The person responsible for purchasing and transferring the extra resources present at the Tarheel Textile Mills from the department of supply and the supply room and the support division, Mr. Arthur Thomas, received a call from someone who had claimed that he was serving Tarheel Textile Mills. The person who called confessed that the person who is responsible for supervising two significant departments of Tarheel Textile Mills, namely the Loom Teardown Program and the Support Division, has been conspiring to teach the representatives in finding 64” X-3 draper weaving machines and loading the machines into carriage trucks without a legit request by a client. Upon knowing this, the Textile management took some steps to investigate this matter in detail and hired a corporate security investigator, thus unveiling the facts about this conspiracy.
The security investigator who was hired from a corporate security investigation company looked into the supply and support departments issues and told that:
Fences encompassed the whole area.
The main entrance gate and the passage towards operational looms were locked.
Looms were operational from a distance of about 300 yards from the main gate.
The accounts and admin offices were near the area where looms were operational.
There were no safety or fire control measures in the area.
There were no security personnel and watchmen in the area.
The main passages of the Textile Mills opened to relatively well-crowded streets.
Some workers of the Tarheel Textile Mill made disturbing statements regarding the loom reclamation program showing that they were not completely happy with the program. Leon Curtis, a part-time employee at the Tarheel Textile Mill, was the first member of the Mil staff to raise red flags. He was a technician who had retired from a nearby Tarheel factory. Leon Curtis told that the Loom Teardown Supervisor, Shaw, asks the workers to look for 64” X-3 Draper looms all over the places where they are operational daily. Curtis also claimed that Shaw would not tell the reason for his order and forced the workers to follow his orders. Also, Curtis argued that he did not know any client orders requested for the 64” X-3 Draper looms as far as he is concerned.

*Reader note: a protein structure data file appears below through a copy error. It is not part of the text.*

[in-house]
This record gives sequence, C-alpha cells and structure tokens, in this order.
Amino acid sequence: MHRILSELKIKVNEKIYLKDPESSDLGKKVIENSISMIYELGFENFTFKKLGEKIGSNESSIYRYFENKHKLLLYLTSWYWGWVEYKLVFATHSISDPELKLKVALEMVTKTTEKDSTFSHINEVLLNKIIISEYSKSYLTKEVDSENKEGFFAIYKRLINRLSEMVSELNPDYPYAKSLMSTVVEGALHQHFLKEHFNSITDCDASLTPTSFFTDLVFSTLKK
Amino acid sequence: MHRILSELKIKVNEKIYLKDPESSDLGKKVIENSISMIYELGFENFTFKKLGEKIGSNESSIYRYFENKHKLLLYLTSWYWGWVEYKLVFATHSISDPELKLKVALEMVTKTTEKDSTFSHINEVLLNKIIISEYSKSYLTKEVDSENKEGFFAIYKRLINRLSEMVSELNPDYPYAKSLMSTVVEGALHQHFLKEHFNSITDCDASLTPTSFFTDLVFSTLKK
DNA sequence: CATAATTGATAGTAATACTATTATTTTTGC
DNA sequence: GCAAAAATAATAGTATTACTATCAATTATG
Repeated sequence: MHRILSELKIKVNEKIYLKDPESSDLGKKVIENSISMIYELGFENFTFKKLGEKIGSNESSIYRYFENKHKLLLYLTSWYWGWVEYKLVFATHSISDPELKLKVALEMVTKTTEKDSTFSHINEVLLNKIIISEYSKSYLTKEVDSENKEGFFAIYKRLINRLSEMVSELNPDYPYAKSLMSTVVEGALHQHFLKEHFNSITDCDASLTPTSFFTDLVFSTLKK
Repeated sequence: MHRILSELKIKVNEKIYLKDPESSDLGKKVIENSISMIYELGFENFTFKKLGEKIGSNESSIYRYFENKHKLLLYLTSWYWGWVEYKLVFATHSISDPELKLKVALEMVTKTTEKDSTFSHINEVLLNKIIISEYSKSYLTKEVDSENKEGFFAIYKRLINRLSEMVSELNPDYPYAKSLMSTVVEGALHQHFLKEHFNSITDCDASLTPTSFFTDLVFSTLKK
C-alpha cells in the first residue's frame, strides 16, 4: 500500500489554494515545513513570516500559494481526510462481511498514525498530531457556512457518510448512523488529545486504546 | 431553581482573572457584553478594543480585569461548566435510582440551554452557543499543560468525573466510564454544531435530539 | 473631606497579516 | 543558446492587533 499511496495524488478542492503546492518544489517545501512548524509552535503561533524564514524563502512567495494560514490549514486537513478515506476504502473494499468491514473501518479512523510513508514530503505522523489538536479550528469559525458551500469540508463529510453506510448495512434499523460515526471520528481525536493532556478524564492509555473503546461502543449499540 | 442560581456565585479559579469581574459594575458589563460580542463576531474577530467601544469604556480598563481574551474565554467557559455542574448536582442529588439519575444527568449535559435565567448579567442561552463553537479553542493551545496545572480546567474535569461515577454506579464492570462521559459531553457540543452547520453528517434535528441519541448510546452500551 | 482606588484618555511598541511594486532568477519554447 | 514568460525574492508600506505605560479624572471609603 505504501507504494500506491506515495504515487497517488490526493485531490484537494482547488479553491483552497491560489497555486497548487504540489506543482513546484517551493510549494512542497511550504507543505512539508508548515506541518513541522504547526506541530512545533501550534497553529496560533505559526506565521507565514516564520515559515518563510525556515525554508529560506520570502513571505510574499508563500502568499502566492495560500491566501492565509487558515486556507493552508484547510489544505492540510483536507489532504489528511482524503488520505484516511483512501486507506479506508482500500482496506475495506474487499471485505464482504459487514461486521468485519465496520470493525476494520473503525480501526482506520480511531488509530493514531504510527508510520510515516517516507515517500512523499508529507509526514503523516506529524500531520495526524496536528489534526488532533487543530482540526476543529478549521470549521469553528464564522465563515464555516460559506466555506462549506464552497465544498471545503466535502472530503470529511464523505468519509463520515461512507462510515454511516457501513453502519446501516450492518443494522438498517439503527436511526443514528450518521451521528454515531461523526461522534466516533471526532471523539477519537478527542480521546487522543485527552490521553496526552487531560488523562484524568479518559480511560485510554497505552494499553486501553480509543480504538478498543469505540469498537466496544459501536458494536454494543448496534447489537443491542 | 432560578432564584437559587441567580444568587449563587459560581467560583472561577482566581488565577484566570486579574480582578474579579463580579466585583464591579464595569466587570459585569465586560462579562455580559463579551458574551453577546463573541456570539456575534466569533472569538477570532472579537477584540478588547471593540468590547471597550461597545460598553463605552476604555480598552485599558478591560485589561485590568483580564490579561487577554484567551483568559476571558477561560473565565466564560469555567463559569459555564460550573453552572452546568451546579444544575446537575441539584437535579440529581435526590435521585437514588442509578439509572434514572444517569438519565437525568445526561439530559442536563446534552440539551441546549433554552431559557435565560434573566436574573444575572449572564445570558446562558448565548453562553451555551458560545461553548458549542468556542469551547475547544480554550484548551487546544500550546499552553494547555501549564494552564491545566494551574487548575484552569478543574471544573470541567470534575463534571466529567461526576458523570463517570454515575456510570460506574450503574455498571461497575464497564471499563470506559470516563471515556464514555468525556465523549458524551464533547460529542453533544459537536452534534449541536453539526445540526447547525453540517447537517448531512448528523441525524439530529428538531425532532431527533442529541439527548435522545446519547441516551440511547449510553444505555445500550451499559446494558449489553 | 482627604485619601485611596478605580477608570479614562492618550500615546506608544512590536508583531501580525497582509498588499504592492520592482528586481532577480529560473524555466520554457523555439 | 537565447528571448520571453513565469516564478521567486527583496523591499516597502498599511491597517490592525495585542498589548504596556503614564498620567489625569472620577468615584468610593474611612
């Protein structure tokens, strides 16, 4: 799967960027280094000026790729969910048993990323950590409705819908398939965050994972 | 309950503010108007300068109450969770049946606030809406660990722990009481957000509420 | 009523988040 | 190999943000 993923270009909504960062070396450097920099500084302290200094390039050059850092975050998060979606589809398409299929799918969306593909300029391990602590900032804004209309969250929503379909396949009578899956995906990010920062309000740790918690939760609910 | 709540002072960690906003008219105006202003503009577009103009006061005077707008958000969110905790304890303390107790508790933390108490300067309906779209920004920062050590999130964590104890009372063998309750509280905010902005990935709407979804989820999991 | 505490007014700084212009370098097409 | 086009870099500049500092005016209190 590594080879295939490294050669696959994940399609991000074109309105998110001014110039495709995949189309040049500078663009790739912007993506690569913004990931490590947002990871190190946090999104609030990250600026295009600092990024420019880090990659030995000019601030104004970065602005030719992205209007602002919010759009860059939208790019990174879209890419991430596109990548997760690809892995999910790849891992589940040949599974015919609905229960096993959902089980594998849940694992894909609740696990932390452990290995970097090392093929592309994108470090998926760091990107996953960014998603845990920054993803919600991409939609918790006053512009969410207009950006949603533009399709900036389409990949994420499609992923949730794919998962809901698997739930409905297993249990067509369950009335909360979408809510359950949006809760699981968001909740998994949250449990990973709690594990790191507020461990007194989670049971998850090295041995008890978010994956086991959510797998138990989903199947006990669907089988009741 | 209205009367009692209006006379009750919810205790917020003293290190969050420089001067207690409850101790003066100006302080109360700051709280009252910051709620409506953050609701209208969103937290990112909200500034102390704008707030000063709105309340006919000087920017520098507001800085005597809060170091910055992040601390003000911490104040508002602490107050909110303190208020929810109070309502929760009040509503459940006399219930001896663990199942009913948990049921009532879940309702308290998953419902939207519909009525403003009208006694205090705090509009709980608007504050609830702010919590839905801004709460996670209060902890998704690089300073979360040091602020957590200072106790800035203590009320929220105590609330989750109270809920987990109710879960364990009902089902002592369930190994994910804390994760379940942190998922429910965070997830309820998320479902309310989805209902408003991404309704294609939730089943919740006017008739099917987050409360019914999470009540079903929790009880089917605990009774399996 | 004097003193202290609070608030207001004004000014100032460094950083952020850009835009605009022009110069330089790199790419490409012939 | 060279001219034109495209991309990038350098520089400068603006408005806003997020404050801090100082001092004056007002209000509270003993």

Another worker named Harvey Jolly claimed that a new guy named Bob Johnstone started visiting the site instead of the guy who came. Jolly said that it is tough for the crewmembers to comply with all the parts required, mostly when the number of looms ranged from 12 to 14. He also reported that there were some times during the weekend when baskets containing brass went missing.
The employed corporate protection investigator challenged Alan Shaw, who served as the reclamation programme's boss, upon discovering all this. Workers described Shaw as someone who was born to be a manager and that he was amiable. The past assessments of Shaw about his results revealed that the only problem with Mr. Alan Shaw was his quick temper. When the investigator asked Alan Shaw about the accusations against him, Shaw said that the allegations were false, and he needed proof for the allegations. Shaw told the investigator that, contrary to the existing procedure, he had always played by the book and done stuff.